I held the iridium in my hand, the same cool metal I had watched Sacks hold with such joy in the video. While I will never get to meet Sacks, being near his elements was the second best thing. He loved the periodic table, and the film noted that he owned bedspreads, shopping bags, t-shirts, and socks with the elements on them. He even carried a copy of the periodic table in his wallet, in the place where most people keep a license or pictures of their children. Meeting the iridium was like coming into contact with a small piece of Sacks that he'd left behind.
What had I wanted out of my missed encounter with Oliver? Back then, I think I would have liked the chance to be seen by him, in his way of truly seeing and acknowledging people who feel different. My whole life, I've had a suspicion that something about my brain worked differently. That my thoughts and actions were atypical, my interests and worries too obsessive—wells to fall down into, rather than passing fancies or concerns. It's amounted to a variety of diagnoses over the years, as well as being described as precocious, anxious, smart, odd, and the like. Sacks could reflect all of that back to you in a way that wasn't just clinical. I felt he could take your whole life story and make you love it as it was, as much as you loved the stories of his other patients.
Because beyond that, just by being who he was, Sacks showed us there’s more than one way to be, to connect. That you can be shy, and different, and still create a bond with others. That you can mess up, be rejected, and still end up revered. For Sacks not only accepted others as they were, but also remained unapologetically himself.
The film captures so much of Sacks’ charm. Though he has described himself as “agonizingly shy,” Hayes said that he also had a penchant for performing—apparent in the pleasure on Sacks’ face as he reads passages for the camera, or tells a mischievous tale that I won’t spoil, but will hint that it involves orange jello and Sacks' genitalia.
There’s a scene from the movie of Sacks at the Toronto Zoo, sprawled out on the cement floor next to the glass, with an orangutan just on the other side. Their eyes locked, Sacks is mimicking the monkey's movements—its hand on its face, its head turning from side to side—and they are connected, communicating without words.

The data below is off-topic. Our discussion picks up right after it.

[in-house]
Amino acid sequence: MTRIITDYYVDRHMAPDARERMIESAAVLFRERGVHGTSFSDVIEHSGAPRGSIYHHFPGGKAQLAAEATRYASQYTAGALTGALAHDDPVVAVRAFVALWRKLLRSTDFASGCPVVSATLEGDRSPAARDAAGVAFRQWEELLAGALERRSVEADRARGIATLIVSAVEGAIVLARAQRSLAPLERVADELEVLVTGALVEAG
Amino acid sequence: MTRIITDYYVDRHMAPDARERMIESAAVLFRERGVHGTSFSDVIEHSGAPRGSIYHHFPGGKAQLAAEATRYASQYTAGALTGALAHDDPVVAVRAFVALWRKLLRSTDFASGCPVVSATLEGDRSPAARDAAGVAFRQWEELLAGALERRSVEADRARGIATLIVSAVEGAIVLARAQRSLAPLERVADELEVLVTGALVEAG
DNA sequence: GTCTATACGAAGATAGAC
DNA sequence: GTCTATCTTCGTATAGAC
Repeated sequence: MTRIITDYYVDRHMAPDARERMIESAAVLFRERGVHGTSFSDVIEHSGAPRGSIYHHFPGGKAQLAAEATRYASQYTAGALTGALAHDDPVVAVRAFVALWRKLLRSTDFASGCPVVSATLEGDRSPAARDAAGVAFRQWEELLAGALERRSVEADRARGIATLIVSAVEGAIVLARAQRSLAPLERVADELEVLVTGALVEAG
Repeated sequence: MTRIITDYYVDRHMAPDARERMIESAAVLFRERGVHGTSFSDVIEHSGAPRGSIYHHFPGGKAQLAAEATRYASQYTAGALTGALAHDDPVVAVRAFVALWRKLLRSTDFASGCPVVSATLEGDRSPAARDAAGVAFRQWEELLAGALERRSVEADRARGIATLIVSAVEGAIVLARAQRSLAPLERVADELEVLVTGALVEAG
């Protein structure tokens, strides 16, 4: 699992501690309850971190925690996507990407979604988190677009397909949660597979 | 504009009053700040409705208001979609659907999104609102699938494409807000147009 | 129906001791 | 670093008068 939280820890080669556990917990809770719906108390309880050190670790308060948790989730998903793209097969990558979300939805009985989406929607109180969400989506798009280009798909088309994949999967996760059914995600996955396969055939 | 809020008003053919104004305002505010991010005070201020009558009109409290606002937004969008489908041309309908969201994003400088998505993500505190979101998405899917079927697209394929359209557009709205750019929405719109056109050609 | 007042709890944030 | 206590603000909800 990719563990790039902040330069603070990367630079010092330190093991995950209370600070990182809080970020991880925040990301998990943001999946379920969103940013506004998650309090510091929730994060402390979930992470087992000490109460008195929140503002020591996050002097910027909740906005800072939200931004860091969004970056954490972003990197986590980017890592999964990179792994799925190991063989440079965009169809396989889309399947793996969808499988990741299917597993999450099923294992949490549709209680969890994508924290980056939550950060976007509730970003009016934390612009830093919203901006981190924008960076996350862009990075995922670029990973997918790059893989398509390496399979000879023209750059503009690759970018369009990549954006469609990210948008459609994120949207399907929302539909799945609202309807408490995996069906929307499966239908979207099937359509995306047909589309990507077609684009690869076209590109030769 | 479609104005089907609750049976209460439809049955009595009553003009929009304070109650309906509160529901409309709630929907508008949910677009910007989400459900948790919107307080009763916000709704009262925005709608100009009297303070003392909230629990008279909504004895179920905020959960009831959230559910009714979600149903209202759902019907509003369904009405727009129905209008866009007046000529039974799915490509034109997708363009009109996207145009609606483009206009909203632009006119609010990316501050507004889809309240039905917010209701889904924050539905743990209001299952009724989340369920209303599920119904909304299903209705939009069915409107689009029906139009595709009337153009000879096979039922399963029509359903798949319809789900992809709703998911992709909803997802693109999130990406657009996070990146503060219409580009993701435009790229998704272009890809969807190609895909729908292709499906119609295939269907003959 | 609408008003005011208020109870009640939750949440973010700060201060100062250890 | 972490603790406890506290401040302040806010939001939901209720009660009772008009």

I was tickled by the lack of self-consciousness in his splayed position on the ground, and Edgar said he would always do things like that (despite having terrible back and knee problems). If he saw an appealing fern, he might do the same, so he could talk to the plant and say hello. “He was just very dear in that way,” Edgar said. “Like a super intelligent, brilliant, child.”
“He was a complete original,” Hayes said. “I’d never met anyone like that before, and in the four years since he died, I’ve never met anyone remotely like him. He had this aspect of a country doctor, very empathetic, sensitive. But he was also clearly a genius, a polymath who knew everything from Darwin to ferns to minerals and elements and literature. Then, he was quite eccentric and did hilarious things.”
It does feel like there's no one else like him. My impulse is to say that this is the reason I don't want to let him go. But is he, in fact, irreplaceable? On the one hand, of course he is. (He wrote in his book Gratitude that “there will be no one like us when we are gone, but then, there is no one like anyone else, ever.")
On the other, as a society we love eccentricity—but only for a select few, often those who have managed to secure a level of fame and status. It becomes a part of their quirkiness, a fact on the back of their baseball card. But in everyday life, we still ostracize people who are different. They stay marginalized, and we don't treat them well. They struggle to work, have friends, participate in communities. There are likely others out there, who are like Sacks, who we haven't given the time of day—because we are not enough like Sacks ourselves.
Ultimately, seeing this film and talking with people who knew Sacks made me ask myself: How can we create a world in which we allow people like this to grow and be supported? The ones who are still in the phases of their lives where they’re feeling rejected and alone, but within them lie idiosyncrasies, eccentricities, and genius that goes by unnoticed.
It may be that we don't want to let Sacks go because it means that we will have to take up that difficult work ourselves. As Hayes put it, “One of the takeaways from the documentary is that someone can go completely unrecognized and unappreciated for years or decades and then turn out to be a seer, a thinker, an innovator but work in the shadows or in darkness for years.”